Microsoft is switching off its Windows Live Messenger service on 15 March.
On that date Messenger log-ins will no longer work and users must turn to Skype, said Microsoft in an email sent to all Messenger users.
The email also encouraged users to update to Skype and familiarise themselves with the service before the switch-off.
The service switch is a consequence of Microsoft's acquisition of Skype in October 2011 for $8.5bn (£5.3bn).
In November 2012, Microsoft announced that it was switching off Live Messenger in early 2013 but gave no firm date. At the same time, Microsoft made it possible for Messenger users to talk to and swap messages with contacts via Skype.
To help people migrate before 15 March, Microsoft has added an upgrade button to its desktop Messenger that when clicked uninstalls Messenger and puts Skype in its place.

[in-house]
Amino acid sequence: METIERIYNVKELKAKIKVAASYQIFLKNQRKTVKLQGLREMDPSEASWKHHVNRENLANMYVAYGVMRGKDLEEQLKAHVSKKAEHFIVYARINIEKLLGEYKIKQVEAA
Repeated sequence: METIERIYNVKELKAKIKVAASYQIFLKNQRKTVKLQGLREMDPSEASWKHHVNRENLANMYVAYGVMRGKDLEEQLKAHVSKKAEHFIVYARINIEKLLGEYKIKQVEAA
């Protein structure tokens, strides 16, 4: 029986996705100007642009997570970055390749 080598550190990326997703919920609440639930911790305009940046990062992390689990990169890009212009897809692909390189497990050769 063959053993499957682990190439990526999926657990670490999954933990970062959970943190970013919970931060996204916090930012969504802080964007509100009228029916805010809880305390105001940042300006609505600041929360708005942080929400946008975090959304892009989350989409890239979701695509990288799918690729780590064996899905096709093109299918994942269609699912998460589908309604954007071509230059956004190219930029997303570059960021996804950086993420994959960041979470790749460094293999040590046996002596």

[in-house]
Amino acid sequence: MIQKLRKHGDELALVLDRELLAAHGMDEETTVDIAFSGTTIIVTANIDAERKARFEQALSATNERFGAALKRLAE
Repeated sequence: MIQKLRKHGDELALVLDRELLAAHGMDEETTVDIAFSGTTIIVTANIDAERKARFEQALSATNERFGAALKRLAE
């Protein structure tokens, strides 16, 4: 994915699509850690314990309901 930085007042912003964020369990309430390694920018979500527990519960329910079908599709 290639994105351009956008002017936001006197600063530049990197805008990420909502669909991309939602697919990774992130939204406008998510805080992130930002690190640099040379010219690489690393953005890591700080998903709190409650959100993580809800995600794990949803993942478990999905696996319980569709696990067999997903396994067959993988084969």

Until the switch-off date Messenger would work as it always did, said Microsoft.
The Windows Live Messenger instant messaging program was known as MSN Messenger when it first launched in 1999. The service is believed to be used by about 300 million people every month.
China is the only nation in which Messenger will keep operating, because it is run under licence there.
The PC Guy
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